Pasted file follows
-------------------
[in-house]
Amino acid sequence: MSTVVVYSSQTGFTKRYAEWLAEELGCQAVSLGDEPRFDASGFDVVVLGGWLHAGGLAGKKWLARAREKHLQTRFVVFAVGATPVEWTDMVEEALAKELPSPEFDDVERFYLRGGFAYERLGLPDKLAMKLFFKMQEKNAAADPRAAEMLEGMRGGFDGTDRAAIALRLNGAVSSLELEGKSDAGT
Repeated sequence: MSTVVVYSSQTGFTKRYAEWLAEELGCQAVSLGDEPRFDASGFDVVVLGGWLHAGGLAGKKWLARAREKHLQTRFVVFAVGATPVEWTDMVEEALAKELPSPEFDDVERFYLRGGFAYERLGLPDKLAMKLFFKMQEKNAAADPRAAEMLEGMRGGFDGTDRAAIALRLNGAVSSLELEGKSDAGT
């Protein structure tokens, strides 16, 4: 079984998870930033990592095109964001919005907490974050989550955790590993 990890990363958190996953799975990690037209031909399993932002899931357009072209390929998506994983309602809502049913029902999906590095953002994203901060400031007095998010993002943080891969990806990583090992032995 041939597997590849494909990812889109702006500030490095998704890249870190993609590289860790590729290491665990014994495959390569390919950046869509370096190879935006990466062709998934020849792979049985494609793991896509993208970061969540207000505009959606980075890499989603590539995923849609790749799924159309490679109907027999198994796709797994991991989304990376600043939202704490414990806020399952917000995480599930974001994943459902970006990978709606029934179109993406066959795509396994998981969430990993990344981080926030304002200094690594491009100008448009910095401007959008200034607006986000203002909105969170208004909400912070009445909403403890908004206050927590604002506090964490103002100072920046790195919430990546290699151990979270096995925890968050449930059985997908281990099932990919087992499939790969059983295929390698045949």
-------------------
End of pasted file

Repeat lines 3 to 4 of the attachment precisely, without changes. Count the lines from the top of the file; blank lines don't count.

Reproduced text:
Repeated sequence: MSTVVVYSSQTGFTKRYAEWLAEELGCQAVSLGDEPRFDASGFDVVVLGGWLHAGGLAGKKWLARAREKHLQTRFVVFAVGATPVEWTDMVEEALAKELPSPEFDDVERFYLRGGFAYERLGLPDKLAMKLFFKMQEKNAAADPRAAEMLEGMRGGFDGTDRAAIALRLNGAVSSLELEGKSDAGT
């Protein structure tokens, strides 16, 4: 079984998870930033990592095109964001919005907490974050989550955790590993 990890990363958190996953799975990690037209031909399993932002899931357009072209390929998506994983309602809502049913029902999906590095953002994203901060400031007095998010993002943080891969990806990583090992032995 041939597997590849494909990812889109702006500030490095998704890249870190993609590289860790590729290491665990014994495959390569390919950046869509370096190879935006990466062709998934020849792979049985494609793991896509993208970061969540207000505009959606980075890499989603590539995923849609790749799924159309490679109907027999198994796709797994991991989304990376600043939202704490414990806020399952917000995480599930974001994943459902970006990978709606029934179109993406066959795509396994998981969430990993990344981080926030304002200094690594491009100008448009910095401007959008200034607006986000203002909105969170208004909400912070009445909403403890908004206050927590604002506090964490103002100072920046790195919430990546290699151990979270096995925890968050449930059985997908281990099932990919087992499939790969059983295929390698045949």